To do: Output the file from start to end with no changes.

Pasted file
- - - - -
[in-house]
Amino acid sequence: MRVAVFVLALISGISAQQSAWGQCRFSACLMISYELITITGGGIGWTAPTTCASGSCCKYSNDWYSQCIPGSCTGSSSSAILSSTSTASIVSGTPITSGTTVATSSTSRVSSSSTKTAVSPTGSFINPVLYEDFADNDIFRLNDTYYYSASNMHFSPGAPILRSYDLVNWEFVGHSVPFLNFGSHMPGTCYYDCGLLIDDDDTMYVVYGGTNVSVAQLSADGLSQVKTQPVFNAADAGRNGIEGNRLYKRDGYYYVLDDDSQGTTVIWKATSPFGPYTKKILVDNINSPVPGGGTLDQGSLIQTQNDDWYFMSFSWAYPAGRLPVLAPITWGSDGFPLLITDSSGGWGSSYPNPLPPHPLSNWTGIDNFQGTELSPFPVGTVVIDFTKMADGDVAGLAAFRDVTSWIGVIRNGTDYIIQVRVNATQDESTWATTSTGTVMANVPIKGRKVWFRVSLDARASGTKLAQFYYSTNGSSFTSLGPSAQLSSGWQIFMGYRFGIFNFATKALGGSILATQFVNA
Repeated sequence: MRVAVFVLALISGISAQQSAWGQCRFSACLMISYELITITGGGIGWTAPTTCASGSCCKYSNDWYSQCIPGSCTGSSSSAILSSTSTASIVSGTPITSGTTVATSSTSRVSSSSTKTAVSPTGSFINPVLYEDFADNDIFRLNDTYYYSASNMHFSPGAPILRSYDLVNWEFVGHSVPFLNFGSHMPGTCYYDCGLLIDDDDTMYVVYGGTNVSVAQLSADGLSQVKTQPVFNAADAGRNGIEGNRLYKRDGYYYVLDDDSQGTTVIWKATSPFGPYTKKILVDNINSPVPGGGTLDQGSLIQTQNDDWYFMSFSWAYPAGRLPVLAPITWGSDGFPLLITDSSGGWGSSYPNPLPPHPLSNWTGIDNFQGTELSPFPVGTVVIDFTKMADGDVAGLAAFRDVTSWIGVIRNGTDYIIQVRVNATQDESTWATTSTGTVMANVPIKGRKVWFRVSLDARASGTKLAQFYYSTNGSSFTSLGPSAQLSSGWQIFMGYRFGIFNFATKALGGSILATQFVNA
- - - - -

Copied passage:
[in-house]
Amino acid sequence: MRVAVFVLALISGISAQQSAWGQCRFSACLMISYELITITGGGIGWTAPTTCASGSCCKYSNDWYSQCIPGSCTGSSSSAILSSTSTASIVSGTPITSGTTVATSSTSRVSSSSTKTAVSPTGSFINPVLYEDFADNDIFRLNDTYYYSASNMHFSPGAPILRSYDLVNWEFVGHSVPFLNFGSHMPGTCYYDCGLLIDDDDTMYVVYGGTNVSVAQLSADGLSQVKTQPVFNAADAGRNGIEGNRLYKRDGYYYVLDDDSQGTTVIWKATSPFGPYTKKILVDNINSPVPGGGTLDQGSLIQTQNDDWYFMSFSWAYPAGRLPVLAPITWGSDGFPLLITDSSGGWGSSYPNPLPPHPLSNWTGIDNFQGTELSPFPVGTVVIDFTKMADGDVAGLAAFRDVTSWIGVIRNGTDYIIQVRVNATQDESTWATTSTGTVMANVPIKGRKVWFRVSLDARASGTKLAQFYYSTNGSSFTSLGPSAQLSSGWQIFMGYRFGIFNFATKALGGSILATQFVNA
Repeated sequence: MRVAVFVLALISGISAQQSAWGQCRFSACLMISYELITITGGGIGWTAPTTCASGSCCKYSNDWYSQCIPGSCTGSSSSAILSSTSTASIVSGTPITSGTTVATSSTSRVSSSSTKTAVSPTGSFINPVLYEDFADNDIFRLNDTYYYSASNMHFSPGAPILRSYDLVNWEFVGHSVPFLNFGSHMPGTCYYDCGLLIDDDDTMYVVYGGTNVSVAQLSADGLSQVKTQPVFNAADAGRNGIEGNRLYKRDGYYYVLDDDSQGTTVIWKATSPFGPYTKKILVDNINSPVPGGGTLDQGSLIQTQNDDWYFMSFSWAYPAGRLPVLAPITWGSDGFPLLITDSSGGWGSSYPNPLPPHPLSNWTGIDNFQGTELSPFPVGTVVIDFTKMADGDVAGLAAFRDVTSWIGVIRNGTDYIIQVRVNATQDESTWATTSTGTVMANVPIKGRKVWFRVSLDARASGTKLAQFYYSTNGSSFTSLGPSAQLSSGWQIFMGYRFGIFNFATKALGGSILATQFVNA